Mosquito activity will continue to rise as populations in rain-filled breeding sites mature and emerge as adults.  The recent media coverage about Chikungunya virus has sent many people into a frenzy buying all sorts of  traps or repellent devices for "controlling" mosquitoes.  There are a lot of products and homemade remedies being pushed as *the* fix to mosquito problems and so it's a good time to remind people of that well-worn adage about "If it sounds too good to be true.....".    For example, there is one product (that I won't mention in the interest of avoiding confrontation) whose website talks about its natural ingredient and how university-based research demonstrated that it repels mosquitoes.  The point to note is that they don't talk about their *product* being university-tested and proven to be effective. They leave it to the reader to assume that showing the chemical works means their product works similarly (which is not always the case).  So, people need to be smart consumers and read the website or product package (if they buy it locally) before they purchase one of these kinds of products.  We strongly recommend personal protection in the form of repellents, but we also recommend using a product with proven efficacy AND using it according to the product label.  We have a list of common products on our web page:     

A little about repellents - they keep mosquitoes from biting you but they don't do anything to get rid of mosquitoes.  Think about mosquito repellents like a highway detour.  You exit the highway, grumble a lot about it in the process, but inevitably you get to your destination and you may have actually found some place to stop and eat during the detour.  So, while wearing a repellent keeps you from getting bitten, the mosquito will likely detour and feed on someone else (or some other animal such as a bird, squirrel, etc.) and then lay eggs in some source of standing water.   This brings us back to the same list of suggestions that we tell people every time we talk about mosquito *management*: 

- Get rid of standing water wherever possible
- Be careful when treating mosquito resting/landing sites on foliage, lawns, etc., particularly when plants are in bloom and bees are out there visiting flowers.
- When using outdoor area foggers, avoid chemical drift.  Remove (or at least cover)  food prep equipment such as grills, as well as children's toys (and the children) along with your pets and their food/water bowls. Do not allow chemical to drift onto other people's property.

Why is Chikungunya virus less of a threat at this time?  Some people assume that it's similar to Ebola virus which has garnered much attention because it is a highly contagious and usually lethal disease that is spread directly from person to person.  In contrast, Chikungunya virus has to be transmitted by a mosquito.  So, a mosquito has to bite an infected person  and acquire the virus (which doesn't necessarily happen), then lay eggs before it bites another person and transfer the virus to them.  So,currently (and fortunately) there is a limited supply of infected people in the US for the mosquitoes to bite and most of those people have sought medical treatment for the disease.  This disease cycle is also different from the more common mosquito-borne diseases such as West Nile Virus (WNV) because WNV usually resides in a ready supply of "reservoir hosts" - birds, which keep the virus present in areas of the country.  So, when a mosquitoes bite infected birds and subsequently bite people (and not all mosquito species feed on both birds and people), we see infection rates climb.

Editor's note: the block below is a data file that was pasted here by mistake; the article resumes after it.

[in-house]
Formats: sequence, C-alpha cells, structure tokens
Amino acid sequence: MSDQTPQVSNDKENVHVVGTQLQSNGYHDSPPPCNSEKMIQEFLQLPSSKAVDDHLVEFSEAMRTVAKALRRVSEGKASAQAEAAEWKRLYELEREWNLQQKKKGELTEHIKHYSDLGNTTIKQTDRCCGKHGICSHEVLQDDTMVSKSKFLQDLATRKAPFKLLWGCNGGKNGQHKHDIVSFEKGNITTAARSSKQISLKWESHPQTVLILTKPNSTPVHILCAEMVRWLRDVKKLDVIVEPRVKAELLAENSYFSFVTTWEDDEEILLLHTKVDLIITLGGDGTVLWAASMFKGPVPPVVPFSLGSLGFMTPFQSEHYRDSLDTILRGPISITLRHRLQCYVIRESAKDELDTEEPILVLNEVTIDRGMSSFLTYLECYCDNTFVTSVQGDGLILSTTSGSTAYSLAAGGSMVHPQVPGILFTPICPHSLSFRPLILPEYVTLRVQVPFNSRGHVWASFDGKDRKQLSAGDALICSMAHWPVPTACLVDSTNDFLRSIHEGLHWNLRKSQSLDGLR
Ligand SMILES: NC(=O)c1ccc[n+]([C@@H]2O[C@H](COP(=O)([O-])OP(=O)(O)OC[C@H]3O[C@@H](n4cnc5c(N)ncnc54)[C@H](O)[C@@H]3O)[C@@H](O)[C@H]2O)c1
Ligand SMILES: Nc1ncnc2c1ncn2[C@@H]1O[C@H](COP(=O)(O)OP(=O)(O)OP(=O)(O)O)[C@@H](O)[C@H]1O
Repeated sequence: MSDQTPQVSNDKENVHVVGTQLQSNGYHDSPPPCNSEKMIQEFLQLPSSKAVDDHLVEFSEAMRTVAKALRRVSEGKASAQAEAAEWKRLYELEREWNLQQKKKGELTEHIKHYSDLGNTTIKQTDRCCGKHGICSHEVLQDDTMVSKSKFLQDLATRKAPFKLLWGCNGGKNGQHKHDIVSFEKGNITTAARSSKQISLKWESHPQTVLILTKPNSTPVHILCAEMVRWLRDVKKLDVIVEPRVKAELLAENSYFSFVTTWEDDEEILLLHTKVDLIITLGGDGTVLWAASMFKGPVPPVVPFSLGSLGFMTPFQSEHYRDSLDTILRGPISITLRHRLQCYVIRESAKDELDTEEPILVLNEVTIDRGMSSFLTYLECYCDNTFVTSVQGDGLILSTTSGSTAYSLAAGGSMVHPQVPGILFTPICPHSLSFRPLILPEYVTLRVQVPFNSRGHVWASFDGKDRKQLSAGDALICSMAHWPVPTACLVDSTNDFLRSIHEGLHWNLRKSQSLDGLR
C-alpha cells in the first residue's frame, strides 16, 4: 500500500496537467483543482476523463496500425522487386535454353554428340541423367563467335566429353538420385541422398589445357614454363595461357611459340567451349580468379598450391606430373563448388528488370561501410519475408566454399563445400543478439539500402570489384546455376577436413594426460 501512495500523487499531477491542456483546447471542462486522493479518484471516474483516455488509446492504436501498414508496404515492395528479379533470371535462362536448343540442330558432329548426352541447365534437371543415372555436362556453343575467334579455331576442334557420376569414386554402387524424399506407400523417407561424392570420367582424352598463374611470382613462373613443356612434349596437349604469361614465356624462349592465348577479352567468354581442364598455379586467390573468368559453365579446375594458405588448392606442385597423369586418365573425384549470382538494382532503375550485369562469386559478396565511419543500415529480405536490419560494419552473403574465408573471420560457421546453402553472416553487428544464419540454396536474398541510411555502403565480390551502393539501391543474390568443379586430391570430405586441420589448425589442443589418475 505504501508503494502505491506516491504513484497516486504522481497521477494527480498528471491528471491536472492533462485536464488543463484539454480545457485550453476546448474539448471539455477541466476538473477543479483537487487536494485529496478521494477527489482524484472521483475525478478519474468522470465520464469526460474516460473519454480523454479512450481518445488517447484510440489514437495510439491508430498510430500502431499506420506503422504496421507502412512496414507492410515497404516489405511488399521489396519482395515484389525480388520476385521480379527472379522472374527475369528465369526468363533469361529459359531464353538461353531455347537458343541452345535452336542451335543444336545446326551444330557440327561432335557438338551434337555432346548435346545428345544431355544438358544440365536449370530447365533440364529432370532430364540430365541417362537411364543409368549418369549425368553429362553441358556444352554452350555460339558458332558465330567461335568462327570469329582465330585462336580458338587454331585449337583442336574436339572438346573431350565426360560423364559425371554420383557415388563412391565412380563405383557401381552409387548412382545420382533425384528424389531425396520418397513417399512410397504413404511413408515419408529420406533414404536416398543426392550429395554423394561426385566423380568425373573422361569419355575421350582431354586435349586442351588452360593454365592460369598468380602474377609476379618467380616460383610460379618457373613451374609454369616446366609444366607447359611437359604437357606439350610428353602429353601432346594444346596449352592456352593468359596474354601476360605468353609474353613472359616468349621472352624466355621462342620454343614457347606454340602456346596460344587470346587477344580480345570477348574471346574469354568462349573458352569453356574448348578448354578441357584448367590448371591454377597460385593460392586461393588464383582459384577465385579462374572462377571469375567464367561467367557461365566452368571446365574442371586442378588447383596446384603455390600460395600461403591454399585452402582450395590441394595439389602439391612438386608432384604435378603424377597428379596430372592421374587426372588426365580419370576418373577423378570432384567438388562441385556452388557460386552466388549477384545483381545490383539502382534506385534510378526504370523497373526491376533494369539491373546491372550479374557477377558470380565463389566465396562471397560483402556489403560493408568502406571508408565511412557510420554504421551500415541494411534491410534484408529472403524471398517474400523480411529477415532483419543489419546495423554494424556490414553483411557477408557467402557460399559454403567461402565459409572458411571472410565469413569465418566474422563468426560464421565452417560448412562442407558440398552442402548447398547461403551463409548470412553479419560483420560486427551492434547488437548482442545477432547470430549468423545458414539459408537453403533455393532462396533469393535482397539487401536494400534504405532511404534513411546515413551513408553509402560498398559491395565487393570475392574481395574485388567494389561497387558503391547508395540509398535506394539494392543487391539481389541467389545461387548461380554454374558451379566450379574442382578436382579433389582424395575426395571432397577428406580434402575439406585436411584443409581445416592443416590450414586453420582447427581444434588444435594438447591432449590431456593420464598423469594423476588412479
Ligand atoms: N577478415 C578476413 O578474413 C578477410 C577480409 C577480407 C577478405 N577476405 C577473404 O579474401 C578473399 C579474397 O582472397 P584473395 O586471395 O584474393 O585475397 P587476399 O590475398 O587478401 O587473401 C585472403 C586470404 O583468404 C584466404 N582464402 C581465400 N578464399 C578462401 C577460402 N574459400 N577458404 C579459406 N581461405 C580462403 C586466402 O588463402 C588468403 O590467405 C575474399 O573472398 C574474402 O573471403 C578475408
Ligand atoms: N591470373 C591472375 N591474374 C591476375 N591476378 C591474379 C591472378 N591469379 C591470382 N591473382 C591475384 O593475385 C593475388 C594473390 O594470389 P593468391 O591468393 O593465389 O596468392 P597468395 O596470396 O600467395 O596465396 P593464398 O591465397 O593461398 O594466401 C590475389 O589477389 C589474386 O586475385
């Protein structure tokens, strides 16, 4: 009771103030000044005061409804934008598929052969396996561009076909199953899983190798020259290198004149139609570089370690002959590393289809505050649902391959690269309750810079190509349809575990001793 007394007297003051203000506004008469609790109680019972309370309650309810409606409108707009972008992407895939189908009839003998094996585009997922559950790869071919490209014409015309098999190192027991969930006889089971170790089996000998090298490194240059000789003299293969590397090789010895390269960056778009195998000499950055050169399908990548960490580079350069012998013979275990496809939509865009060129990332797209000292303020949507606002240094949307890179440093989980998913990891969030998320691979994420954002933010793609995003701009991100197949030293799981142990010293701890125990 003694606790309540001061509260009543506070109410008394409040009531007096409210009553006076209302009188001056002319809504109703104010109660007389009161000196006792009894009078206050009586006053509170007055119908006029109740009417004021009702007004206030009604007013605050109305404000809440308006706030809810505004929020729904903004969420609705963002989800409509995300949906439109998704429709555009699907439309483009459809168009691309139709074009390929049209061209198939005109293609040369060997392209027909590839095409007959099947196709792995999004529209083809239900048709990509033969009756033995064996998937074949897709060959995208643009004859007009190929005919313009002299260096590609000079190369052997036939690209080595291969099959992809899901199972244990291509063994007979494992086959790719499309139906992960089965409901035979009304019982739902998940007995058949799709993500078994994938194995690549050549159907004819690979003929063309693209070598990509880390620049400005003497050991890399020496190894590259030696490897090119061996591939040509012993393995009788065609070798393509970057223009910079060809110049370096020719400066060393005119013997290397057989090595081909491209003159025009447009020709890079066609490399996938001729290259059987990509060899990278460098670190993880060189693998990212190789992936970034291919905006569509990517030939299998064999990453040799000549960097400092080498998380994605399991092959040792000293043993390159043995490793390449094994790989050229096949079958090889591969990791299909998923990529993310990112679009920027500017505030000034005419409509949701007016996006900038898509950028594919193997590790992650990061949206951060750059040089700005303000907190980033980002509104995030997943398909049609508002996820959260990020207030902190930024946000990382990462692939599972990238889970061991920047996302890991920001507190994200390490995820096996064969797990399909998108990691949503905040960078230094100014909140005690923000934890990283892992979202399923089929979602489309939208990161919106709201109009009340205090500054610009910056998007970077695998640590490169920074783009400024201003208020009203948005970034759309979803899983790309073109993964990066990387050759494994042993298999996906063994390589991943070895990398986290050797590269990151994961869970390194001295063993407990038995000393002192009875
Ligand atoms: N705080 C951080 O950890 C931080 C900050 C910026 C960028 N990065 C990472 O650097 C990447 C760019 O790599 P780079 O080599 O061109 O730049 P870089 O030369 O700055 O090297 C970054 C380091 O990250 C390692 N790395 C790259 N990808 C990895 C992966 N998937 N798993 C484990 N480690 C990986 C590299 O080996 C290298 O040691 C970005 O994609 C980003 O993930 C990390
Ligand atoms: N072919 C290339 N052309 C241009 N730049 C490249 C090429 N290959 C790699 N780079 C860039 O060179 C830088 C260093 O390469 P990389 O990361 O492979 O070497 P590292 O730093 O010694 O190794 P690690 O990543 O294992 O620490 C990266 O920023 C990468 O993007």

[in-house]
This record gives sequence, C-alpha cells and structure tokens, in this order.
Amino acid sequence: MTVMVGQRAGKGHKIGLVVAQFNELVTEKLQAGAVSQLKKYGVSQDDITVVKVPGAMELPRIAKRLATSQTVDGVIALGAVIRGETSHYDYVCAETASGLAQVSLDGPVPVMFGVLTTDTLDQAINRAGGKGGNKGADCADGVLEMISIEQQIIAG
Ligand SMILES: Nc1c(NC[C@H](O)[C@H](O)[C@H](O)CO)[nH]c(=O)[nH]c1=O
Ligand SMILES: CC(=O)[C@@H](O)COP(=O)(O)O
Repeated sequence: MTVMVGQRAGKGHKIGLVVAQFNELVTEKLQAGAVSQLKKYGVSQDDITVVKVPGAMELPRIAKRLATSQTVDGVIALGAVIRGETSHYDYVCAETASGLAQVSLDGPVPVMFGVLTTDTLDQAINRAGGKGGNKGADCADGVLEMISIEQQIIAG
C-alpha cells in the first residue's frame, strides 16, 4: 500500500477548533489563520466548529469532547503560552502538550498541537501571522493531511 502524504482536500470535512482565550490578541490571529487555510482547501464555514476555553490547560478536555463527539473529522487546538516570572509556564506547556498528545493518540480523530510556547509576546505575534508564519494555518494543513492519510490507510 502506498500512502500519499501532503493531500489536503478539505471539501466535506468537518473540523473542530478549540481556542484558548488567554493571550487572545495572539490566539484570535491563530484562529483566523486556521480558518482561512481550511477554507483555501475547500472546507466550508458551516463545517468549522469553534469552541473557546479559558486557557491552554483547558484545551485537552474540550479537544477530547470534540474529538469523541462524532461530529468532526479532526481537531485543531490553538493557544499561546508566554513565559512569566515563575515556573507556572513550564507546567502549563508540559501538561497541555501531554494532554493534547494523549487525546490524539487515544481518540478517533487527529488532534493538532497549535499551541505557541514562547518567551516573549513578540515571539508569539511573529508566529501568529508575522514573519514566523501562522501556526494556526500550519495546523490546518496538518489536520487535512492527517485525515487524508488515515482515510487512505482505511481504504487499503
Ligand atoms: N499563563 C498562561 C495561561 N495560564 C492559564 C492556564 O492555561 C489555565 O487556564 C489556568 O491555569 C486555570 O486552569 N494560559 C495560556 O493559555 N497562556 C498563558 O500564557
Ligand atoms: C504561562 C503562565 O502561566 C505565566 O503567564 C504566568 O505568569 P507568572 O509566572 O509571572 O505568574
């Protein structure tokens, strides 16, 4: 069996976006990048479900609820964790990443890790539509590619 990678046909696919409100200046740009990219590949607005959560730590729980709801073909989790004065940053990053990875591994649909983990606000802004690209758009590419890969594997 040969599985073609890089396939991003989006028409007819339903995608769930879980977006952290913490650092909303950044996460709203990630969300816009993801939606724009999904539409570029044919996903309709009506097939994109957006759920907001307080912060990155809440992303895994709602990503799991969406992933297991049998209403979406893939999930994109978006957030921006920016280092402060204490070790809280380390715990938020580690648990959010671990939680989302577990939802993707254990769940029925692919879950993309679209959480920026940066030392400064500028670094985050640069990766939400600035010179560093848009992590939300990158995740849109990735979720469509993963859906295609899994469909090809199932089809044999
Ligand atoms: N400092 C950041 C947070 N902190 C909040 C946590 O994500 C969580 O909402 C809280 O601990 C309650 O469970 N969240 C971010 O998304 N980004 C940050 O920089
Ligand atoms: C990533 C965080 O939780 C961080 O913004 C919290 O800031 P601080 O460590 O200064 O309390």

The bottom line is that Chikungunya virus is not a major threat in North Carolina but that does not mean people should neglect protecting themselves from mosquito bites because we have other diseases present and I expect that we'll hear of a few cases of LaCrosse Encephalitis (likely in western NC) or EEE showing up in horses within the next 2-3 weeks and likely in southeastern NC (but hopefully my prediction will be wrong).

Michael Waldvogel, PhD
Extension Assoc. Professor & Specialist, Structural & Industrial Pests
North Carolina State University
Dept. of Entomology, Box 7613, 100 Derieux Place
Raleigh, NC USA 27695-7613

Wednesday, June 11, 2014

Black Bean and Corn Salsa


Makes 24 servings
Serving Size:  1/4 cup

Black Bean and Corn Salsa

  • 1 (16 - ounce) jar salsa
  • 1 (15.5 - ounce) can unsalted black beans, drained and rinsed
  • 1 (15.5-ounce) can unsalted corn kernels, drained or 1 1/2 cups frozen
  • 1 (14.4- ounce) can low-sodium chopped tomatoes, drained
  • 2 tablespoons lemon juice
  • 1/4 teaspoon garlic powder
  • 2 tablespoons chopped fresh cilantro or 1 teaspoon dried (parsley may be substituted)
  • 1/2 teaspoon ground cumin (optional)


1.  Combine all ingredients in a medium-sized bowl.
2.  Cover and chill for 30 minutes before serving.
3.  Serve with chips or as a vegetarian side dish

Nutrition Information Per Serving

35 calories, Total Fat 0g, Saturated Fat 0g, Protein 1g, 
Total Carbohydrate 8g, Dietary Fiber 1g, Sodium 190 mg 

Taken from:  Cooking with Steps to Health.  For more information and great recipes contact the office at (336) 372-5597.  Be sure to check back often.

Friday, March 21, 2014

4-H Plant Sale

Alleghany 4-H is currently taking orders for the 2014 Annual 4-H Plant Sale

The following types of plants are available to purchase:

  • Strawberries
  • Blackberries
  • Raspberries
  • Blueberries
  • Rhubarb
  • Asparagus
  • Horseradish
  • Ferns
  • Herbs
  • Vegetables
  • Flowers

Order & Payment Deadlines:

For Blueberries ~ Thursday, March 27th
For All Other Plants ~ Monday, April 7th
Payment is due at the time the orders are placed.

Tentative Pick-Up Dates:

For Blueberries ~ April 1-2 (9am-5pm)
For All Other Plants ~ April 15-16 (9am-5pm)

CLICK HERE to print your plant description / order form or you may pick one up at the Extension Office. Call 336-372-5597 or email Michele Hamm for more information.